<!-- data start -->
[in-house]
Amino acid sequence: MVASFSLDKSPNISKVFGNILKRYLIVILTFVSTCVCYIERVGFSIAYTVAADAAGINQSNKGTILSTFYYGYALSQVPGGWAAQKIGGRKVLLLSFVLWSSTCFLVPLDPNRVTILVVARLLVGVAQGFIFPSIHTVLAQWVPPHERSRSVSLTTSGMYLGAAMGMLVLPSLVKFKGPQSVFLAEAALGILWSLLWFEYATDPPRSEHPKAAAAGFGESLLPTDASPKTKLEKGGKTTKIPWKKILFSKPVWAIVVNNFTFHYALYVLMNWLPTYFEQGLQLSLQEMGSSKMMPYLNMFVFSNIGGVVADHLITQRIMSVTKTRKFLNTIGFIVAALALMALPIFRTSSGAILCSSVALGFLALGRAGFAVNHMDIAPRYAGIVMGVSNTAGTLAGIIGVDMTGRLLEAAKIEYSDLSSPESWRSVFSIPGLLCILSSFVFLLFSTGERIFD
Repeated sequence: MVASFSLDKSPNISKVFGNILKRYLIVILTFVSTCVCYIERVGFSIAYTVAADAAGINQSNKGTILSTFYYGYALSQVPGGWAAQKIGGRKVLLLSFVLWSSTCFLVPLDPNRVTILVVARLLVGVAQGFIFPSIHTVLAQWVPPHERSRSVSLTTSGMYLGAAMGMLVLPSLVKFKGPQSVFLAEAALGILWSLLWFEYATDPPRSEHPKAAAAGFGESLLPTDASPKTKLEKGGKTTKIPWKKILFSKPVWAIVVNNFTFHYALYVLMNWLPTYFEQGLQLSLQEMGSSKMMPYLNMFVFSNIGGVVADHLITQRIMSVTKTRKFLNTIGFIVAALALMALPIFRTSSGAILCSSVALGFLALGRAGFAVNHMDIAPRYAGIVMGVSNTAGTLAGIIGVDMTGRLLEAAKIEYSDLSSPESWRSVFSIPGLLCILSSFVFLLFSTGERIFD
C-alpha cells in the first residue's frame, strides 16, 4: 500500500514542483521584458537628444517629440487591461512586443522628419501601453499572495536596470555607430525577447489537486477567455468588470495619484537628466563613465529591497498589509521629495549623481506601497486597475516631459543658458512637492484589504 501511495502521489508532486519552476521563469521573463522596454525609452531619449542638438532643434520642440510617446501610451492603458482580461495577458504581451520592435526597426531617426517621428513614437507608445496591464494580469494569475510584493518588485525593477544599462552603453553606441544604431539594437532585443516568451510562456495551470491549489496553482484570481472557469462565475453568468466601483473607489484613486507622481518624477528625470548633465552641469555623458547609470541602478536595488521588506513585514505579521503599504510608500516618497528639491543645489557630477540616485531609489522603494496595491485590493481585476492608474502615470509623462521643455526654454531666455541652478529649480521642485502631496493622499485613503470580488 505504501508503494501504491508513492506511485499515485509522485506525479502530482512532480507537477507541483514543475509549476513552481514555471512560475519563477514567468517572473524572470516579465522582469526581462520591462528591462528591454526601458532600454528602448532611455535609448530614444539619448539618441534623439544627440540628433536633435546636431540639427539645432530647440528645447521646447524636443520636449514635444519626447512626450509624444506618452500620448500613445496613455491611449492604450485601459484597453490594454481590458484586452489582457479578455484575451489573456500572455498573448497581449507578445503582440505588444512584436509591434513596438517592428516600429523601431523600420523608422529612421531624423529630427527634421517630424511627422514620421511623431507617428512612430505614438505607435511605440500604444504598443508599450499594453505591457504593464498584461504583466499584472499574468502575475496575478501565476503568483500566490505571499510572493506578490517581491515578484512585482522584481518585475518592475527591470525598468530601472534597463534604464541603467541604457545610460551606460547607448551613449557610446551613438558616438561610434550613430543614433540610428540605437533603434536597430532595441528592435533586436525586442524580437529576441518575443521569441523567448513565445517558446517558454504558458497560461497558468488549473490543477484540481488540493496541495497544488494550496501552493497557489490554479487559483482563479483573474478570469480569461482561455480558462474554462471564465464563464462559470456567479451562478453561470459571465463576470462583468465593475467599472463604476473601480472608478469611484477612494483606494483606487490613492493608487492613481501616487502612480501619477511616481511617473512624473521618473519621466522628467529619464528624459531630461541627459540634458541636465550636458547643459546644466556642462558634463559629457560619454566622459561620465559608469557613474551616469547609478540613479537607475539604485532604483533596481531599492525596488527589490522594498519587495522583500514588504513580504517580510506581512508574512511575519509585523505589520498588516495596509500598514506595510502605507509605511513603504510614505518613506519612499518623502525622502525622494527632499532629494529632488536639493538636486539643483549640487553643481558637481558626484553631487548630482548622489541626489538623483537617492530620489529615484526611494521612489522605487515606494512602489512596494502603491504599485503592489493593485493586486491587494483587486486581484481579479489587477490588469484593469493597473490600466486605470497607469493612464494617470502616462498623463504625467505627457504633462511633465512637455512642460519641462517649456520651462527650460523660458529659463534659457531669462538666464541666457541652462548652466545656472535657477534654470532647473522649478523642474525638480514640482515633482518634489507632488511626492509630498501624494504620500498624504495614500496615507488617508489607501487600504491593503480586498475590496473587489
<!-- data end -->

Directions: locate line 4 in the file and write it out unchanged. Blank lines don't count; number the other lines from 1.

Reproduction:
C-alpha cells in the first residue's frame, strides 16, 4: 500500500514542483521584458537628444517629440487591461512586443522628419501601453499572495536596470555607430525577447489537486477567455468588470495619484537628466563613465529591497498589509521629495549623481506601497486597475516631459543658458512637492484589504 501511495502521489508532486519552476521563469521573463522596454525609452531619449542638438532643434520642440510617446501610451492603458482580461495577458504581451520592435526597426531617426517621428513614437507608445496591464494580469494569475510584493518588485525593477544599462552603453553606441544604431539594437532585443516568451510562456495551470491549489496553482484570481472557469462565475453568468466601483473607489484613486507622481518624477528625470548633465552641469555623458547609470541602478536595488521588506513585514505579521503599504510608500516618497528639491543645489557630477540616485531609489522603494496595491485590493481585476492608474502615470509623462521643455526654454531666455541652478529649480521642485502631496493622499485613503470580488 505504501508503494501504491508513492506511485499515485509522485506525479502530482512532480507537477507541483514543475509549476513552481514555471512560475519563477514567468517572473524572470516579465522582469526581462520591462528591462528591454526601458532600454528602448532611455535609448530614444539619448539618441534623439544627440540628433536633435546636431540639427539645432530647440528645447521646447524636443520636449514635444519626447512626450509624444506618452500620448500613445496613455491611449492604450485601459484597453490594454481590458484586452489582457479578455484575451489573456500572455498573448497581449507578445503582440505588444512584436509591434513596438517592428516600429523601431523600420523608422529612421531624423529630427527634421517630424511627422514620421511623431507617428512612430505614438505607435511605440500604444504598443508599450499594453505591457504593464498584461504583466499584472499574468502575475496575478501565476503568483500566490505571499510572493506578490517581491515578484512585482522584481518585475518592475527591470525598468530601472534597463534604464541603467541604457545610460551606460547607448551613449557610446551613438558616438561610434550613430543614433540610428540605437533603434536597430532595441528592435533586436525586442524580437529576441518575443521569441523567448513565445517558446517558454504558458497560461497558468488549473490543477484540481488540493496541495497544488494550496501552493497557489490554479487559483482563479483573474478570469480569461482561455480558462474554462471564465464563464462559470456567479451562478453561470459571465463576470462583468465593475467599472463604476473601480472608478469611484477612494483606494483606487490613492493608487492613481501616487502612480501619477511616481511617473512624473521618473519621466522628467529619464528624459531630461541627459540634458541636465550636458547643459546644466556642462558634463559629457560619454566622459561620465559608469557613474551616469547609478540613479537607475539604485532604483533596481531599492525596488527589490522594498519587495522583500514588504513580504517580510506581512508574512511575519509585523505589520498588516495596509500598514506595510502605507509605511513603504510614505518613506519612499518623502525622502525622494527632499532629494529632488536639493538636486539643483549640487553643481558637481558626484553631487548630482548622489541626489538623483537617492530620489529615484526611494521612489522605487515606494512602489512596494502603491504599485503592489493593485493586486491587494483587486486581484481579479489587477490588469484593469493597473490600466486605470497607469493612464494617470502616462498623463504625467505627457504633462511633465512637455512642460519641462517649456520651462527650460523660458529659463534659457531669462538666464541666457541652462548652466545656472535657477534654470532647473522649478523642474525638480514640482515633482518634489507632488511626492509630498501624494504620500498624504495614500496615507488617508489607501487600504491593503480586498475590496473587489